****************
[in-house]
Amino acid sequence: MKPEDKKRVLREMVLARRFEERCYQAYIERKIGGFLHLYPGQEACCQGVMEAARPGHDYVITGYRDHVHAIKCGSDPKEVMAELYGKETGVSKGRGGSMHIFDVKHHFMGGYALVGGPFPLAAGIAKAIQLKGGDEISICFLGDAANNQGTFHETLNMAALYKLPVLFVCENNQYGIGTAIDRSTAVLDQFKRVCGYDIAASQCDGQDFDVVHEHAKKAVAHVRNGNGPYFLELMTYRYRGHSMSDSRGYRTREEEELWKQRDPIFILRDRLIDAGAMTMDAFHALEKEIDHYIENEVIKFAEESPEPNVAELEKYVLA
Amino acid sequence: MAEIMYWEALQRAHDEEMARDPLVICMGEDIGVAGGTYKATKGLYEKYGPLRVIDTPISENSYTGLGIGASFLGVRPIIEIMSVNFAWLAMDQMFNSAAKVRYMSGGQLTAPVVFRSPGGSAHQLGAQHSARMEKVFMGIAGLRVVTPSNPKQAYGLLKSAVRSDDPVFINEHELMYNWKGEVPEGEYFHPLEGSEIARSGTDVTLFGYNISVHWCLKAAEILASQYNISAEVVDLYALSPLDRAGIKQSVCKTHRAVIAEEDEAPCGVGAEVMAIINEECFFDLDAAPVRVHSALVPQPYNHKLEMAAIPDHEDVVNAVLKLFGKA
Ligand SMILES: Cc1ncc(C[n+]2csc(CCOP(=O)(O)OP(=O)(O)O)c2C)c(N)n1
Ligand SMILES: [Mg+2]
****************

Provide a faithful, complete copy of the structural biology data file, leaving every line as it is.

[in-house]
Amino acid sequence: MKPEDKKRVLREMVLARRFEERCYQAYIERKIGGFLHLYPGQEACCQGVMEAARPGHDYVITGYRDHVHAIKCGSDPKEVMAELYGKETGVSKGRGGSMHIFDVKHHFMGGYALVGGPFPLAAGIAKAIQLKGGDEISICFLGDAANNQGTFHETLNMAALYKLPVLFVCENNQYGIGTAIDRSTAVLDQFKRVCGYDIAASQCDGQDFDVVHEHAKKAVAHVRNGNGPYFLELMTYRYRGHSMSDSRGYRTREEEELWKQRDPIFILRDRLIDAGAMTMDAFHALEKEIDHYIENEVIKFAEESPEPNVAELEKYVLA
Amino acid sequence: MAEIMYWEALQRAHDEEMARDPLVICMGEDIGVAGGTYKATKGLYEKYGPLRVIDTPISENSYTGLGIGASFLGVRPIIEIMSVNFAWLAMDQMFNSAAKVRYMSGGQLTAPVVFRSPGGSAHQLGAQHSARMEKVFMGIAGLRVVTPSNPKQAYGLLKSAVRSDDPVFINEHELMYNWKGEVPEGEYFHPLEGSEIARSGTDVTLFGYNISVHWCLKAAEILASQYNISAEVVDLYALSPLDRAGIKQSVCKTHRAVIAEEDEAPCGVGAEVMAIINEECFFDLDAAPVRVHSALVPQPYNHKLEMAAIPDHEDVVNAVLKLFGKA
Ligand SMILES: Cc1ncc(C[n+]2csc(CCOP(=O)(O)OP(=O)(O)O)c2C)c(N)n1
Ligand SMILES: [Mg+2]